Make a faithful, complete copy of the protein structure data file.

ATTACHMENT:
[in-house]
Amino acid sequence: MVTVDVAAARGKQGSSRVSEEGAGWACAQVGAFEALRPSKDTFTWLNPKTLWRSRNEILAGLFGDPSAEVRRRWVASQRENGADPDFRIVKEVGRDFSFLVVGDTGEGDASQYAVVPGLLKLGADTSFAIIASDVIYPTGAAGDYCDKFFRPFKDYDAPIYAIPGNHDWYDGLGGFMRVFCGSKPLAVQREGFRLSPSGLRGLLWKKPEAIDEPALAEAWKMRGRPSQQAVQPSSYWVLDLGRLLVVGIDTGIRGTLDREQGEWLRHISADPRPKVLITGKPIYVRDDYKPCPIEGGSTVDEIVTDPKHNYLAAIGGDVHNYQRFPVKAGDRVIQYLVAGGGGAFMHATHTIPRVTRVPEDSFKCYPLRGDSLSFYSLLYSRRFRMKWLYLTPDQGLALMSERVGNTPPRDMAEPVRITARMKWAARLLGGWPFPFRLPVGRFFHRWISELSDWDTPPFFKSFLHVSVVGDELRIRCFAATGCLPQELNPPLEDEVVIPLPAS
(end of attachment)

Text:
[in-house]
Amino acid sequence: MVTVDVAAARGKQGSSRVSEEGAGWACAQVGAFEALRPSKDTFTWLNPKTLWRSRNEILAGLFGDPSAEVRRRWVASQRENGADPDFRIVKEVGRDFSFLVVGDTGEGDASQYAVVPGLLKLGADTSFAIIASDVIYPTGAAGDYCDKFFRPFKDYDAPIYAIPGNHDWYDGLGGFMRVFCGSKPLAVQREGFRLSPSGLRGLLWKKPEAIDEPALAEAWKMRGRPSQQAVQPSSYWVLDLGRLLVVGIDTGIRGTLDREQGEWLRHISADPRPKVLITGKPIYVRDDYKPCPIEGGSTVDEIVTDPKHNYLAAIGGDVHNYQRFPVKAGDRVIQYLVAGGGGAFMHATHTIPRVTRVPEDSFKCYPLRGDSLSFYSLLYSRRFRMKWLYLTPDQGLALMSERVGNTPPRDMAEPVRITARMKWAARLLGGWPFPFRLPVGRFFHRWISELSDWDTPPFFKSFLHVSVVGDELRIRCFAATGCLPQELNPPLEDEVVIPLPAS